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I had an Australian friend in high school. Her parents were journalists posted to New York, and I spent a summer with her family in a rental house on Long Island. I got to know the accent well, along with the warm, informal, slightly raffish culture. But I don't recall being exposed to a new vocabulary.

Which is why, when I began to read FLYAWAY, Kathleen Jennings’ slim new fantasy/gothic novel, I was startled to find that I had to look up the meaning of a number of words (for example, SUVs are known as utesNoisy Miners are a kind of bird; brigalow is a tree) --- something I haven’t done since studying for the SATs two centuries ago.

This is not the clichéd tourist Australia of kangaroos and koala bears. The setting is the rough-and-ready outback culture and (to me) exotic flora and fauna of western Queensland, where the author grew up. Jennings is as much artist as writer. The cover of FLYAWAY is ravishing, like an illuminated manuscript, and her passion for images is evident in her lush descriptions of the wild and beautiful country beyond the towns.

"Jennings’ setting is her strength, her source of literary power.... Maybe you won’t be booking a flight to Sydney or Perth anytime soon, but pick up this enthralling book, and you can still fly away to Australia."

Nineteen-year-old Bettina Scott is a town girl through and through when we first encounter her. But we soon learn that she wasn’t always “responsible and civilised and winsome,” but took after her “mocking father and unloving brothers.” Now the men in the family are gone. Her father vanished mysteriously three years ago, and her brothers left soon after. Bettina is entirely in the pale, ladylike hands of her mother, Nerida, who has set out to expunge any rowdiness or rebellion.

Already, though, there are hints of a murky past resurfacing: the word MONSTERS written on the Scotts’ fence, a hand-delivered note that accuses Bettina of cowardice and calls her “Tink,” a nickname used only by her father and brothers. What really happened the night her father disappeared? Bettina’s memories are confused. So, with the help of Gary Damson and Trish Aberdeen --- both childhood friends from whom she’d become estranged, both somehow implicated in the events of that half-remembered night --- she sets off into the “howling wilderness,” as her mother once called it, to trace the source of the note and (just maybe) find her true identity.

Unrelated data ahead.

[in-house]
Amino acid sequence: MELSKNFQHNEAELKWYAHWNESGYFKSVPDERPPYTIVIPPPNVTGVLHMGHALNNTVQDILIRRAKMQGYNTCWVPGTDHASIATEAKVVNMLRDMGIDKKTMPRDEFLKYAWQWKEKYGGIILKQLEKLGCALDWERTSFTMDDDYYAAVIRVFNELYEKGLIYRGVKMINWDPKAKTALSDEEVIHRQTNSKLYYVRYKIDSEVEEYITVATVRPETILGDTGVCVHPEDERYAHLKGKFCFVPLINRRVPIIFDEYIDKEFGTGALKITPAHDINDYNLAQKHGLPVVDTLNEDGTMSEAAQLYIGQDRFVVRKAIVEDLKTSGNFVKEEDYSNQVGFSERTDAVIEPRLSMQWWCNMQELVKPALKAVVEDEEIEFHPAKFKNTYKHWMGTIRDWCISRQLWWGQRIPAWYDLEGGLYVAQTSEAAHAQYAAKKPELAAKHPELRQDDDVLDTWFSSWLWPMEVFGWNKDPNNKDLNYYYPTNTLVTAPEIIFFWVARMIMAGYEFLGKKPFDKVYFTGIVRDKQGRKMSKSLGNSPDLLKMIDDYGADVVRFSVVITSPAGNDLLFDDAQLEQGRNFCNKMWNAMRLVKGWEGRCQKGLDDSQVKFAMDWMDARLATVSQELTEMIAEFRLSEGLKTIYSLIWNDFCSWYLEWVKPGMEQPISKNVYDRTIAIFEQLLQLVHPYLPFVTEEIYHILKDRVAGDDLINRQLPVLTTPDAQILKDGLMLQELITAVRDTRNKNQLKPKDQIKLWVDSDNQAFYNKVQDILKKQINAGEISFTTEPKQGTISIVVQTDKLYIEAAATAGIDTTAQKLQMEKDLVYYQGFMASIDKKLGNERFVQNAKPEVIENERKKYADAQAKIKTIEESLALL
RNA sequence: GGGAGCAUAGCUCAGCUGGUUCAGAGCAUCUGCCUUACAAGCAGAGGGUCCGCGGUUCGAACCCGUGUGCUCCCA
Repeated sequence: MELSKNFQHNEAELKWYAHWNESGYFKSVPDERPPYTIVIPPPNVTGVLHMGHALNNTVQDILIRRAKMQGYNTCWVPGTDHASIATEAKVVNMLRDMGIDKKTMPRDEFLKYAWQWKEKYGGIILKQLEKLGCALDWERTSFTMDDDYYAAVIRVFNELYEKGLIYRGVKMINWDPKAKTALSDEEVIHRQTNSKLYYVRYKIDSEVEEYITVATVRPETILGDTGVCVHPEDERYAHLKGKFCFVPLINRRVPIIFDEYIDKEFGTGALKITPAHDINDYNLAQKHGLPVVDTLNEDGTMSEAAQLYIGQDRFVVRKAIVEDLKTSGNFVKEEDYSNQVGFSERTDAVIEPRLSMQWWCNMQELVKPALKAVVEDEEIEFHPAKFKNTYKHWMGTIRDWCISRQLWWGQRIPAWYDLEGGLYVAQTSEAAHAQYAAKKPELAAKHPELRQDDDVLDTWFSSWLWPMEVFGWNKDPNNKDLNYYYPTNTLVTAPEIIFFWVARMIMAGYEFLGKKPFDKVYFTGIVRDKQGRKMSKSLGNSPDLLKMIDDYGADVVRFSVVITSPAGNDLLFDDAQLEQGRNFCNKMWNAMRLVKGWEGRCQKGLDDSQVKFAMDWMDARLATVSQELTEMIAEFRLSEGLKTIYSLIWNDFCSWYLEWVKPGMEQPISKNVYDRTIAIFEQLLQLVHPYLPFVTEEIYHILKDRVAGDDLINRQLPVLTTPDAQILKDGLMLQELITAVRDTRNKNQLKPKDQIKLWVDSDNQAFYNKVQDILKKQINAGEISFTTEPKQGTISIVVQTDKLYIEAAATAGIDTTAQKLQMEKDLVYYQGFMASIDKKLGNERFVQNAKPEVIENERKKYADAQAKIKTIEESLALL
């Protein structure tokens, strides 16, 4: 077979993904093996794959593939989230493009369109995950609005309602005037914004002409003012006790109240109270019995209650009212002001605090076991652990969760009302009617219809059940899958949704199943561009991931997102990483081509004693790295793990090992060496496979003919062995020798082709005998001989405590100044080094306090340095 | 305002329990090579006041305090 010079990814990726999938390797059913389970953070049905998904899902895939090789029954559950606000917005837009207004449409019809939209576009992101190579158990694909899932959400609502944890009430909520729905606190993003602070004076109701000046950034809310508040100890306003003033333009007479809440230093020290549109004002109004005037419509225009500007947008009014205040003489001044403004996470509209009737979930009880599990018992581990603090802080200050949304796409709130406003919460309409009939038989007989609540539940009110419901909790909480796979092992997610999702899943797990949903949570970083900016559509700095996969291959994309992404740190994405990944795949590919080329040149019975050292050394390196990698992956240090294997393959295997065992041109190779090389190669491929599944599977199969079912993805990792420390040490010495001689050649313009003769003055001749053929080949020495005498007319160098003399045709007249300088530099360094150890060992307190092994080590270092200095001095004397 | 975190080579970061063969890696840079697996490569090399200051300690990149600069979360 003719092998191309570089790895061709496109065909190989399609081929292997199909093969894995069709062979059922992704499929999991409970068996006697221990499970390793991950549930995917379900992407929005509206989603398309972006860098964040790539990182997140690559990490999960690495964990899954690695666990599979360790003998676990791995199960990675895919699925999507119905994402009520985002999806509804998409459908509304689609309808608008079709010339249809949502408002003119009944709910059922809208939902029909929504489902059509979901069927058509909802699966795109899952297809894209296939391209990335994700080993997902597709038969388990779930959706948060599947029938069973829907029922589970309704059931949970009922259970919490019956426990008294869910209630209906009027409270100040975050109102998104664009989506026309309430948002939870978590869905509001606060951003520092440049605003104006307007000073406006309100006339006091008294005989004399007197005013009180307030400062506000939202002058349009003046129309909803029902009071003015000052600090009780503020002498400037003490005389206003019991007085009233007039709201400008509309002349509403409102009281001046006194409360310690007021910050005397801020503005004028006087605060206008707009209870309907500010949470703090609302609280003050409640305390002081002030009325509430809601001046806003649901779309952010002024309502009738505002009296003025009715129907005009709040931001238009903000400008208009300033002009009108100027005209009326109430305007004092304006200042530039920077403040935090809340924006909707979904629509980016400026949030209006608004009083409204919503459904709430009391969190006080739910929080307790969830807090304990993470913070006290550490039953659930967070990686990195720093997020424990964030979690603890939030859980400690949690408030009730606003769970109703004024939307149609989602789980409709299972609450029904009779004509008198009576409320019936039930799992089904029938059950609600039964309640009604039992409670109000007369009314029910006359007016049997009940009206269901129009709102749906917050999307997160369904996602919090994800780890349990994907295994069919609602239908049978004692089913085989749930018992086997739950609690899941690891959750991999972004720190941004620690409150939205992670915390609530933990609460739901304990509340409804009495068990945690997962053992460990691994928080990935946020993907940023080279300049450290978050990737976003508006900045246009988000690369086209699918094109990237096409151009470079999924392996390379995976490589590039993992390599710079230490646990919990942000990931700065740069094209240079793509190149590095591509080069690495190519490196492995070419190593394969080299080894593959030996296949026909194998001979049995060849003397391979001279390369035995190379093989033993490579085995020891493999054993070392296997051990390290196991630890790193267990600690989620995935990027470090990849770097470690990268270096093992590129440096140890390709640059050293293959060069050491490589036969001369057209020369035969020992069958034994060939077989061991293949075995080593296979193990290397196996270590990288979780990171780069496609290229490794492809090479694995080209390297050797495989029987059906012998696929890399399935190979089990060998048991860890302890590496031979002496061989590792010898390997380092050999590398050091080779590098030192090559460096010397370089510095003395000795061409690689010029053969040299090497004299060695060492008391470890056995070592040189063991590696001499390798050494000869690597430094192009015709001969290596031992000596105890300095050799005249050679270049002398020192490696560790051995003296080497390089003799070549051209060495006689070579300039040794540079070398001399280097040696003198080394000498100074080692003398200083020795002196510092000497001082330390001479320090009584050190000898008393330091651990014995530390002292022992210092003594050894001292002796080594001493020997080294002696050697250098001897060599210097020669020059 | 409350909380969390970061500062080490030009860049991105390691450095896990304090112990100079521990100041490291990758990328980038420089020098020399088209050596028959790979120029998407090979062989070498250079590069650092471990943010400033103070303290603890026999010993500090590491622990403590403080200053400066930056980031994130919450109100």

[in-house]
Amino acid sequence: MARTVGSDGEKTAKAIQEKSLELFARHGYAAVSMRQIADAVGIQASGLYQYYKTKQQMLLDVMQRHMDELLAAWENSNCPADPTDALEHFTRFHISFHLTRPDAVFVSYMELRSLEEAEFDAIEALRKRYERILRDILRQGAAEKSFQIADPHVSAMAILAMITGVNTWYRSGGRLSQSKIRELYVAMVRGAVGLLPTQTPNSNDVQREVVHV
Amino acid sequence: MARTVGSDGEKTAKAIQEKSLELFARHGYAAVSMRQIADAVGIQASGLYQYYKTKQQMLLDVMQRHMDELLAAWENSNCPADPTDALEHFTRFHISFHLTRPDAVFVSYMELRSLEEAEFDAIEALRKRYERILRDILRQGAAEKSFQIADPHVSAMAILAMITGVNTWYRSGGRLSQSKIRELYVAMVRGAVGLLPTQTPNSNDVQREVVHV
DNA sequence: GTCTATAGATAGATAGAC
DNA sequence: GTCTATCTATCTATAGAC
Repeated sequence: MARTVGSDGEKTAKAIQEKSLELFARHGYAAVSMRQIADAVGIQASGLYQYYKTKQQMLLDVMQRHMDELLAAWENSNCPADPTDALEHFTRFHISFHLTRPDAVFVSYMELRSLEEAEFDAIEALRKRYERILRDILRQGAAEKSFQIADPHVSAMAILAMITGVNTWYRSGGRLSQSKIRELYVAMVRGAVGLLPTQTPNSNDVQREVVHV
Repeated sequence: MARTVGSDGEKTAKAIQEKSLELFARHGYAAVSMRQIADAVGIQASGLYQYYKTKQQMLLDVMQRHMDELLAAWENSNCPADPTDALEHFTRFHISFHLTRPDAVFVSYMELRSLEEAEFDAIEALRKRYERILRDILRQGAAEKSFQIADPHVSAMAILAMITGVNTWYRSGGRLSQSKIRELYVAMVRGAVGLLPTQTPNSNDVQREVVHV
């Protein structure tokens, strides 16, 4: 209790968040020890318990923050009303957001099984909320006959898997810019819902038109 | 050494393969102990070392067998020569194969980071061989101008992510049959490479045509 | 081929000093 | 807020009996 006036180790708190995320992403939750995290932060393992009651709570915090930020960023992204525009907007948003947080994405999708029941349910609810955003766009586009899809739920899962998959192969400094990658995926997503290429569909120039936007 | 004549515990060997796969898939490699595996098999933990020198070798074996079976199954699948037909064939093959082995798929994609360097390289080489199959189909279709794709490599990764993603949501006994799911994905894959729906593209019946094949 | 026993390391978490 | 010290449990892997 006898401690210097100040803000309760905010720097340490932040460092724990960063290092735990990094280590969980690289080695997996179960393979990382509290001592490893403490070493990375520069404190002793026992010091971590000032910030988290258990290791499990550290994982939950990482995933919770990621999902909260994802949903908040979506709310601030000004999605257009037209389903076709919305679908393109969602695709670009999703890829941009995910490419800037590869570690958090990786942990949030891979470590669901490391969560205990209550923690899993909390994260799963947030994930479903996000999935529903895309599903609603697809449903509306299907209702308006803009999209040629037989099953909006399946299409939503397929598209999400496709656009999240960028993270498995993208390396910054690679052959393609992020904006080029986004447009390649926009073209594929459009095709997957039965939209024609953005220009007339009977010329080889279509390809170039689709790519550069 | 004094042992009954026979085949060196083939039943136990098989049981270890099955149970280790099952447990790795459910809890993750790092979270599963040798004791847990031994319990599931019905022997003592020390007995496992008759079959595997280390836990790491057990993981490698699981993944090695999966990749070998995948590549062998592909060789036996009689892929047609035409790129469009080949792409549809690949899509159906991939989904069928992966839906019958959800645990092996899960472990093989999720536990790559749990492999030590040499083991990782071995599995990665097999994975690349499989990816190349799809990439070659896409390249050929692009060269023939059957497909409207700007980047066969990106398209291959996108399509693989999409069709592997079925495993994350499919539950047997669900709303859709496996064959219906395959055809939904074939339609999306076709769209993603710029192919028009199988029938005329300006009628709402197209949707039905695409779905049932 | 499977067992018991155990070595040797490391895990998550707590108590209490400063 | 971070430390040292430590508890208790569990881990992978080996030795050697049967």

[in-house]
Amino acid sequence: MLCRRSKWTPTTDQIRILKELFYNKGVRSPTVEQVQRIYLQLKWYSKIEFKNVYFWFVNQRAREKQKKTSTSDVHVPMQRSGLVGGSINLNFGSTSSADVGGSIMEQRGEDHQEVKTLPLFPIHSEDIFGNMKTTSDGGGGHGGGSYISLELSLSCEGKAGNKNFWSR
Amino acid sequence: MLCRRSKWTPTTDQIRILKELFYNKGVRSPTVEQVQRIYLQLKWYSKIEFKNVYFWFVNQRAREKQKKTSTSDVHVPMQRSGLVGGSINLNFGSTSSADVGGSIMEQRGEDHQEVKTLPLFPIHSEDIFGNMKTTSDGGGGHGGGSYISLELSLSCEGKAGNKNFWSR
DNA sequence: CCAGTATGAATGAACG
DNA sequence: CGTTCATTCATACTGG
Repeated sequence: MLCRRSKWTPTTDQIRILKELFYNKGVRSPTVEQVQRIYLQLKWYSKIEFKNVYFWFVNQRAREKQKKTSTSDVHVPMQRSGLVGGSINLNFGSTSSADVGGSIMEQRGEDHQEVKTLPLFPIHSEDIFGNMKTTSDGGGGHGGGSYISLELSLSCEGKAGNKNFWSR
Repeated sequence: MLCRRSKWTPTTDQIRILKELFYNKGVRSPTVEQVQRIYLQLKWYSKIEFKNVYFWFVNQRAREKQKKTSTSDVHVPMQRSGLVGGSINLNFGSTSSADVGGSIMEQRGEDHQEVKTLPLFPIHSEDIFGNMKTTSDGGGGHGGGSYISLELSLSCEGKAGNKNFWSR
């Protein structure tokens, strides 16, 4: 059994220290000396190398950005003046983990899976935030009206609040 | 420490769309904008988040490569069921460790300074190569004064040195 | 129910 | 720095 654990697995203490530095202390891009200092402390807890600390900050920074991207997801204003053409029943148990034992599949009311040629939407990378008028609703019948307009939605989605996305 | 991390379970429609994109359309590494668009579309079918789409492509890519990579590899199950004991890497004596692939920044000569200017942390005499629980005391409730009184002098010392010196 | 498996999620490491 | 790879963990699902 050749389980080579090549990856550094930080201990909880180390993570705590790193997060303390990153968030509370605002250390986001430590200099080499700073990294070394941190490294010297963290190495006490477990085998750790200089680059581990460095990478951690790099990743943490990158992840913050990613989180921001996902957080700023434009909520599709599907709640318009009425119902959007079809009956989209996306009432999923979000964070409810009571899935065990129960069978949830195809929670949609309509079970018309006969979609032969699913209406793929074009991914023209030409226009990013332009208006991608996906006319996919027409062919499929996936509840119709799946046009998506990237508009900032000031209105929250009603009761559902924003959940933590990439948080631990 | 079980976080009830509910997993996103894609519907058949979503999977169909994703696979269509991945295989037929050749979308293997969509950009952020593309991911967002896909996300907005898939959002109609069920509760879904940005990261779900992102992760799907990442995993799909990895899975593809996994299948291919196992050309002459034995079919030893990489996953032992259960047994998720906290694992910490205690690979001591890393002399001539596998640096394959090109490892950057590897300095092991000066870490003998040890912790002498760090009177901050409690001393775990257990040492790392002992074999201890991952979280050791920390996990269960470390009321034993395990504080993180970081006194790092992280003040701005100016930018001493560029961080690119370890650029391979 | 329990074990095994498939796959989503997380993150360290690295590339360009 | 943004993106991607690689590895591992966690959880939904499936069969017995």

In this sense, FLYAWAY is a coming-of-age story, complete with an ill-assorted, bickering teenage crew. Gary, who’s driving, has red hair and a noisy, untidy red truck. Trish, who’s been away at university, shows up in short shorts and boots and has a wolf tattoo on her shoulder. Bettina, in contrast, wears a demure pastel cardigan and dress and brings a picnic basket with sandwiches. Inside, though, she’s churning, the pull homeward to her mother counterbalanced by a sudden desire “to take my life into my own hands.”

This novel, however, is no conventional quest narrative. The account of the journey is interspersed with a series of fantastic tales about the kids’ forebears that feature everything from murderous plants to shape-changing creatures to bottles of glittering magical dust. Metamorphosis is a major theme. Boundaries, especially those between human beings and the natural world, are elusive: a woman turns into a shadowy beast, two boys into birds. Disappearances are frequent: Bettina’s father and brothers, Trish’s mother, Gary’s uncle. But, as the aptly named wise woman, Gwenda Sage, proclaims, “Who ever really disappears?… Things change, but that’s not the same as leaving.”

The tales become darker and more menacing the deeper the protagonists go into the bush. In the end, the supernatural merges with the mundane as the trio arrives at a derelict farm, apparently deserted, where Bettina and her parents and brothers lived before they moved to town. There she makes shocking discoveries about the fate of the men in the family. Violent confrontations follow. No longer neat and pretty but bruised and bloody, Bettina is finally able to grasp her parents’ true nature.

There’s a mythic cast to these last scenes, a familial savagery worthy of characters like Medea and Electra. But I’m not sure it quite meshes with the youthful angst of Bettina, Trish and Gary. Jennings is more into fantasy and folklore than psychology, which means the characters tend to be embodiments of ideas or family traits rather than individuals with genuine emotional depth.

In FLYAWAY, Jennings’ setting is her strength, her source of literary power. Although her novel is informed by the classic European, Scandinavian and English tales she grew up with --- in an interview she cites “Beauty and the Beast,” among others, and one of the stories is definitely based on “The Pied Piper” --- its inspiration is the distinctive history and landscape of her own country.

Maybe you won’t be booking a flight to Sydney or Perth anytime soon, but pick up this enthralling book, and you can still fly away to Australia.

Reviewed by Katherine B. Weissman on July 31, 2020

by Kathleen Jennings

  • Publication Date: July 28, 2020
  • Genres: Fantasy, Fiction
  • Hardcover: 176 pages
  • Publisher:
  • ISBN-10: 1250260493
  • ISBN-13: 9781250260499